On the other hand, it was hard not to notice that the psychological and philosophical elements of the season were well-explored. A lot of time was spent on Dean's crisis of faith on several fronts. While Sam's side of the equation often seemed to get much less development, it was strong enough to provide the necessary counterpoint to Dean's issues. Add Bobby and Castiel's arc to the mix, and it was a long and difficult look at the nature of faith.
On another level, it was also a clever way to explore the idea of "God's divine plan" in a somewhat non-threatening context. Even if one does not accept the apparent revelation that Chuck, the Prophet of God, has actually been God all along, there is still plenty of evidence that everything was going according to God's expectations.
From a religious perspective, some balked at the idea that the Brothers Winchester would be forced to suffer so much as part of a plan conceived by God, or that so many innocent people would have to die along the way. Yet, this was clearly an intentional aspect of the series. Many people question how terrible tragedies can be a part of the divine plan, but the devout insist that God has a reason for everything. If the characters question this notion, on very strong terms, it is a reflection of reality. (Besides, there will always be those who demand that all stories adhere to their world view, and cry foul when it doesn't happen.)
If the structure and overall balance of the season wasn't a reason to criticize this season, or even the religious aspects, then many pointed to the season finale. Kripke insists that this is essentially the way he had always planned to bring the series to a close, had it ended with the fifth season, so the lack of action (especially compared to previous season finales) left some disappointed or outright angry.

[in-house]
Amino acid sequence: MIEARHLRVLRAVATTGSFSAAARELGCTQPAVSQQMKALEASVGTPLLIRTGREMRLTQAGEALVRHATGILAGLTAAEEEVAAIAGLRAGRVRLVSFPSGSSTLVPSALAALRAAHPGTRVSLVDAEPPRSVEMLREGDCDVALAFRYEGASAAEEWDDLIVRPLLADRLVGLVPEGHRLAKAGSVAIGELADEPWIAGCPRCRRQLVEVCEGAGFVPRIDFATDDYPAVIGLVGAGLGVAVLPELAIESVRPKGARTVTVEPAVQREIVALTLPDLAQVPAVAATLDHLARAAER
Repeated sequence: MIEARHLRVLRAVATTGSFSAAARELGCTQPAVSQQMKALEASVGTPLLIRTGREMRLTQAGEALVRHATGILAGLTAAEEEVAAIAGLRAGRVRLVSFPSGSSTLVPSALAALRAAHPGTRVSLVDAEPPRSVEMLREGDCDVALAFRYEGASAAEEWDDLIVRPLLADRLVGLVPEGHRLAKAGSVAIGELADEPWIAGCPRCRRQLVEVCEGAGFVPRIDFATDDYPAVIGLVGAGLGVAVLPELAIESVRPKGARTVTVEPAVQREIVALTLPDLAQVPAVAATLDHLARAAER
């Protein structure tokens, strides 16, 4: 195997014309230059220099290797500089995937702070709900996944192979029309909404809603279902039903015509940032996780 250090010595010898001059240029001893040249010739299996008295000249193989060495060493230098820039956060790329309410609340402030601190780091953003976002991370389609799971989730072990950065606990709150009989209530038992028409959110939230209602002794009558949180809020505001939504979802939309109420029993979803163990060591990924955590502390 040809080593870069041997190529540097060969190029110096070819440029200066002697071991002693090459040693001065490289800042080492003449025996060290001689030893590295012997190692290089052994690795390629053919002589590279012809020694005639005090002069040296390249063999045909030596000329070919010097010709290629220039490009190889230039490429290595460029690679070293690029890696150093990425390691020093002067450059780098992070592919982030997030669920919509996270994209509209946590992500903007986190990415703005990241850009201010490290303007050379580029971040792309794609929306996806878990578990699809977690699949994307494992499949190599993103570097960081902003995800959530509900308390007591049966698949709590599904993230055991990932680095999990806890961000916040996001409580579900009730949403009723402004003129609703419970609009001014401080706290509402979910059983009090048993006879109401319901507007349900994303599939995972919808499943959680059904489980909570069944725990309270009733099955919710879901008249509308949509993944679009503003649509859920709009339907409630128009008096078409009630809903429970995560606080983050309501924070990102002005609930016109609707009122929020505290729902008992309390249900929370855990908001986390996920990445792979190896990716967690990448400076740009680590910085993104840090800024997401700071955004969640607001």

Of course, there are those who felt that the season finale was rightfully focused on the Brothers Winchester, as it was their journey to take. More to the point, if this was supposed to be an epic story that would eventually be collected into the "Winchester Gospels", then it makes sense that it would all hinge on their mutual emotional journeys. In essence, that is what happened in the season finale.
But there is now the question of where the series can go from here. The main story is told, and without a solid end date, development of a new multi-season story arc is nearly impossible. If they had announced that this was the final season, then at least the writers could develop a single-season arc to wrap up the loose ends and give the story a nice, long epilogue. But the possibility exists that "Supernatural" will end up in "X-Files" territory, limping along season to season until the end. Hopefully Sera Gamble and her writing staff, now that they are in control, will keep the pitfalls in mind and do everything possible to make it all feel cohesive.
The fifth season of "Supernatural" earned a Critical Myth rating of 8.1, which is still well above average. It is also a slight decrease from the rating for the fourth season (8.2). This is not much of a difference, but it does make one wonder what would have happened if the tone of the season was more balanced, and if the budget had been there to give the story the necessary scope. As it is, "Supernatural" has been one of the most excellent genre shows for five seasons running, and in many respects, it is still the most overlooked.